This fascinates me, if for no other reason than for over a decade now I've been teaching a segment on virtual sexuality within a third-year course on the history of the erotic, and despite consistently positive student comments about the course, have watched sign-ups drop to under half of the levels they were at when the course was first offered. I don't know if South African youth follow the same trends they do in the West and Japan, but I suspect they may, at least among the educated middle classes I see in the university context. I think it's a complex set of pressures which is giving rise to the decline, and I would imagine that general anxiety levels under our current terrible geo-political ramifications are probably co-equal causes with the rise of more abstract forms of online sex expression, porn and fanfic among them.
And the prevalence of virtual sex-substitutes is not, I think, a harbinger of doom: if nothing else, it suggests that virtual connection or virtual eroticisim can be sufficiently "real" and satisfying to the participant that they engender a reduced need to seek them out in the flesh. (I can testify to this myself. I have been single for over a decade now, and it's a comfortable state in which friends, internet interactions and fanfic embed me sufficiently in society and culture and a notional erotic that I'm not lonely, I feel connected and I really don't want or need to change anything).
More than that, though, I see this decline as having the potential to be weirdly positive, because the "meh" of relationship reactions outlined in the article must, I think, quite heavily implicate shifting gender norms and the rise of a more enlightened feminism among women. It's a sign of cultural growth, actually, for large swathes of heterosexual women to have reached the conclusion that no relationship is actually a hell of a lot better than a bad relationship. And a bad relationship is very likely to be one with one of the large swathe of male partners who have not contrived to rise above the misogynistic conditioning of their culture in order to offer something like equality of emotional labour. (The article's description of horrendous male expectations of sex learned from porn was chilling). The article mentions at one point that dating and sexual activity levels among lesbians don't, in fact, seem to have dropped in any equal sense, which seems significant.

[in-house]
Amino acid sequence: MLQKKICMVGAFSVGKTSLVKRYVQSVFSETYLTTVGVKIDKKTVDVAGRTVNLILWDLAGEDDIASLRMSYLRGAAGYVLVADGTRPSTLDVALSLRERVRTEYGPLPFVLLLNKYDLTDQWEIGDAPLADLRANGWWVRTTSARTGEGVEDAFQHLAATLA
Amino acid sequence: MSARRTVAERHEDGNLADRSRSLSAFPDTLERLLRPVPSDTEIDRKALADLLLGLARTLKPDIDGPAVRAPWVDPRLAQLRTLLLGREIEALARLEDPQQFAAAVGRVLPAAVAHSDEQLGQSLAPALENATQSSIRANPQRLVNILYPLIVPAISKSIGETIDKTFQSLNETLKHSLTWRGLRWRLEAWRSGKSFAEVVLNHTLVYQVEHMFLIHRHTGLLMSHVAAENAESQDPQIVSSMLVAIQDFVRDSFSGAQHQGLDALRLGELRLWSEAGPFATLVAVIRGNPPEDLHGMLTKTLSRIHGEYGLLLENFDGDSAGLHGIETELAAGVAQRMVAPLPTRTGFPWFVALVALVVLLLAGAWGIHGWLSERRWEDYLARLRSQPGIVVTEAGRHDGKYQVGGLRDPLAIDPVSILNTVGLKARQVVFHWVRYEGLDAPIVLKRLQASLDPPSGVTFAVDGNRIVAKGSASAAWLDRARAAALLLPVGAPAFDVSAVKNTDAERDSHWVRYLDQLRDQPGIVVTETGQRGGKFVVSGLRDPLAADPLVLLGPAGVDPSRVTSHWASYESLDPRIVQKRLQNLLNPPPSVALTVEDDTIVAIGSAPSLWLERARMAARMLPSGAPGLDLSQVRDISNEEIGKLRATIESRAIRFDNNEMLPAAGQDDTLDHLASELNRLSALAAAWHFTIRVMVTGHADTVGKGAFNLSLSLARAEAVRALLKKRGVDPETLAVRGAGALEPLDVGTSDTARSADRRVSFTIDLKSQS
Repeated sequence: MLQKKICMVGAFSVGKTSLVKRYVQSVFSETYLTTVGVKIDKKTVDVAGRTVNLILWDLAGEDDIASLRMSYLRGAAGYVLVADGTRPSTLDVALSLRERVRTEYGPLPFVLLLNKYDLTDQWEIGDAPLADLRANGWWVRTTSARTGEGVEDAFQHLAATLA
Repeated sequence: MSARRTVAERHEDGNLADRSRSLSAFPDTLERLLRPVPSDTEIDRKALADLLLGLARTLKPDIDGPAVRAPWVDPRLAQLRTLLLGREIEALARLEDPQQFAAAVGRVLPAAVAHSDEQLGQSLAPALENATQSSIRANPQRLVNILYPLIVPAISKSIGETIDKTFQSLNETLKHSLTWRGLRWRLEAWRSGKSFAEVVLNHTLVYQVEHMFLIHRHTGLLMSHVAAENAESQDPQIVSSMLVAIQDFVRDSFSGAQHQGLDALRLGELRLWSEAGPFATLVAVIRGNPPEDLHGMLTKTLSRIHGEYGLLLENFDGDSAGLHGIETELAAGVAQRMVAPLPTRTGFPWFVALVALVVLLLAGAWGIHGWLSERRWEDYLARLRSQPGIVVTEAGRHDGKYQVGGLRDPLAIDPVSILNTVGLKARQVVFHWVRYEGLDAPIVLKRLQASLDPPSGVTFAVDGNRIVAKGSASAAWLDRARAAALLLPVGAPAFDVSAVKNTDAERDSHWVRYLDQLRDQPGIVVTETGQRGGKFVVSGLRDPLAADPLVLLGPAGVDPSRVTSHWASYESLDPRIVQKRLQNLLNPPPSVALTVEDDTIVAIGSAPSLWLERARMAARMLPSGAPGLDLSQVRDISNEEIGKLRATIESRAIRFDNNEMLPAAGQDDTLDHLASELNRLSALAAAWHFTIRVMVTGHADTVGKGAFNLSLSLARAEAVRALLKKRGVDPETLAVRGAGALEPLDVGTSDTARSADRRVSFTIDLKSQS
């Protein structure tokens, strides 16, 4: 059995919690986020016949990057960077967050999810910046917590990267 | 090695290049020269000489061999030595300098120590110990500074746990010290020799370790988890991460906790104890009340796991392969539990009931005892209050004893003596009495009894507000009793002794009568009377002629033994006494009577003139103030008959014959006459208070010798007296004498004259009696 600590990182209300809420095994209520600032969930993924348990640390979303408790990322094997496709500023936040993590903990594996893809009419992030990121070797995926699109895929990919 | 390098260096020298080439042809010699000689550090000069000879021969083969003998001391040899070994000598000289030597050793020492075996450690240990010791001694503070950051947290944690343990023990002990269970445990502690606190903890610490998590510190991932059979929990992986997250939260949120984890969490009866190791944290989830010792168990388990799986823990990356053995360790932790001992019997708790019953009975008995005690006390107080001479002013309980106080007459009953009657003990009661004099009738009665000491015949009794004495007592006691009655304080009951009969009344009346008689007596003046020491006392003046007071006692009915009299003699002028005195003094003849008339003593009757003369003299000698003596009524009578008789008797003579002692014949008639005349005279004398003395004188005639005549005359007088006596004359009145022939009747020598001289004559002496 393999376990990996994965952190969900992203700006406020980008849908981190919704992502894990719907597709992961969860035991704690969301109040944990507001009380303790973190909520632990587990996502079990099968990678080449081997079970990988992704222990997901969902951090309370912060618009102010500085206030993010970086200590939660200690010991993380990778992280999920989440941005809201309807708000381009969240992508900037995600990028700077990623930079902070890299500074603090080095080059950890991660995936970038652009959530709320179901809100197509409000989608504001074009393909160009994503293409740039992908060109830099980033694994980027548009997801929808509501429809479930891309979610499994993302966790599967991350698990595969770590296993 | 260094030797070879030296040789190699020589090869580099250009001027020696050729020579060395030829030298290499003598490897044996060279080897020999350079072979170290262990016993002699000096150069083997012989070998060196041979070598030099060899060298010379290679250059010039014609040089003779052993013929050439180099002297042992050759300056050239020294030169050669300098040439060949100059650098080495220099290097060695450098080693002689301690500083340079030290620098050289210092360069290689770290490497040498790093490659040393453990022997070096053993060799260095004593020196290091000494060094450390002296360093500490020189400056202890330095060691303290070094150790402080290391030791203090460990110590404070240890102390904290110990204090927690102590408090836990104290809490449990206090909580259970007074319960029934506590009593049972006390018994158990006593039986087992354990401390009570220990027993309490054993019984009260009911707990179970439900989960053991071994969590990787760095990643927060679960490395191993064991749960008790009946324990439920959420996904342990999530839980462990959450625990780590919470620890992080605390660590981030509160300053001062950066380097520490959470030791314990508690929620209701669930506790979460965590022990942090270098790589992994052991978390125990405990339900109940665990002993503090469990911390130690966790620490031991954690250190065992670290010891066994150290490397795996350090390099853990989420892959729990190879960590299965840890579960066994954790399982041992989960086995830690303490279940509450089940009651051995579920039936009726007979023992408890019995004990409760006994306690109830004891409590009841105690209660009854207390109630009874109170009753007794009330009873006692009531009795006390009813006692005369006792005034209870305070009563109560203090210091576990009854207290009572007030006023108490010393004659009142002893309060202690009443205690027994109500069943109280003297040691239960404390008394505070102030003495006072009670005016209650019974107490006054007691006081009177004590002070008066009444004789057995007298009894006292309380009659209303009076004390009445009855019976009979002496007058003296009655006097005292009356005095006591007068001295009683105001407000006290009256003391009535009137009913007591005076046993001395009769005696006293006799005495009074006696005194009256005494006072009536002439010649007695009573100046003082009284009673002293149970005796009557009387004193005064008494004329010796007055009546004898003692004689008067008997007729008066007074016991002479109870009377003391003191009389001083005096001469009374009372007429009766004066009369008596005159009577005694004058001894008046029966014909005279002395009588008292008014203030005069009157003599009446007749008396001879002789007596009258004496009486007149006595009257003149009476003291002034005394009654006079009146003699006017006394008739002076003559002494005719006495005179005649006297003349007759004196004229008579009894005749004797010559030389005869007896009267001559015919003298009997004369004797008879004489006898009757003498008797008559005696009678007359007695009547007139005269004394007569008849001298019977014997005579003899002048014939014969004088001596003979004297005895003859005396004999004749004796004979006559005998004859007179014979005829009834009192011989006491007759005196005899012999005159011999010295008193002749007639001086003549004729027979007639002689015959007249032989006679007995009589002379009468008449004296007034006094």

I mean, I can see the whole post-Freudian landscape having quite healthily undermined bad relationships across the board simply because modern psychology encourages us to seek individual happiness without requiring us, as previous generations were required, to subsume our own needs to the cultural expectation of the relationship. But the fact remains that that kind of emotional self-sacrifice has always, always been more heavily demanded of women. It's almost inevitable, that relationships will decline in the face of women's realisation that by culturally accepted definitions relationships are so often bad and unfair, and particularly unfair to women. We have the tools to realise this now, and we're mad as hell and we're not gonna take it no more. Participation is, at least, something more within our control than actual male behaviour; female cultural capital has risen enough for awareness, and for women to make the decision to abdicate involvement, even if it is not yet high enough to actually change the game.
There is, of course, another level entirely on which a decline in sexual activity in young people feels potentially apocalyptic; if not Bowie's drive-in Saturday future from my subject line, it feels as though we might, in fact, be drifting into Tepper's version in Gibbon's Decline and Fall. Leaving aside genetic manipulation by benevolent-if-marginal Elder Races, a disinclination to procreate makes sense when current evidence suggests that the biosphere may not survive to support our children; our overpopulated and rapaciously destructive culture may be self-sabotaging in sheer self-defence.